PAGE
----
TEL AVIV, Israel, April 2 (UPI) — A study of 20,000 men ages 18-21 in the Israeli army found those who smoked tended to have a lower IQ, Tel Aviv University researchers found.
Mark Weiser of the university’s department of psychiatry and the Sheba Medical Center at Tel Hashomer Hospital found young male smokers are more likely to have lower IQs than their non-smoking peers.
The study, published in the journal Addiction, also found that in the case where one twin smoked, the non-smoking twin tested at a higher intelligence level.
“In the health profession, we’ve generally thought that smokers are most likely the kind of people to have grown up in difficult neighborhoods, or who’ve been given less education at good schools,” Weiser said in a statement.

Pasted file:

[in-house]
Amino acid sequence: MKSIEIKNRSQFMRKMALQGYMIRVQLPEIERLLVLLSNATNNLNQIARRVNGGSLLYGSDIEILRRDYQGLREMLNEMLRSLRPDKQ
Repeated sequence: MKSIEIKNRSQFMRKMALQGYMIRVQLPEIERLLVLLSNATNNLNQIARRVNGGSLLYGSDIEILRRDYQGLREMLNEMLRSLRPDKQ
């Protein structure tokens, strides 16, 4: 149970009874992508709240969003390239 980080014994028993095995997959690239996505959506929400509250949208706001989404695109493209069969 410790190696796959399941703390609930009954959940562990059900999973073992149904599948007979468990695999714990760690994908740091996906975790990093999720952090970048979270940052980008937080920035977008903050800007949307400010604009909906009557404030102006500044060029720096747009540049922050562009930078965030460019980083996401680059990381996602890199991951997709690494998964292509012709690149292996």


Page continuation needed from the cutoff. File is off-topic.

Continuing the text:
“But because our study included subjects with diverse socioeconomic backgrounds, we’ve been able to rule out socioeconomics as a major factor.”
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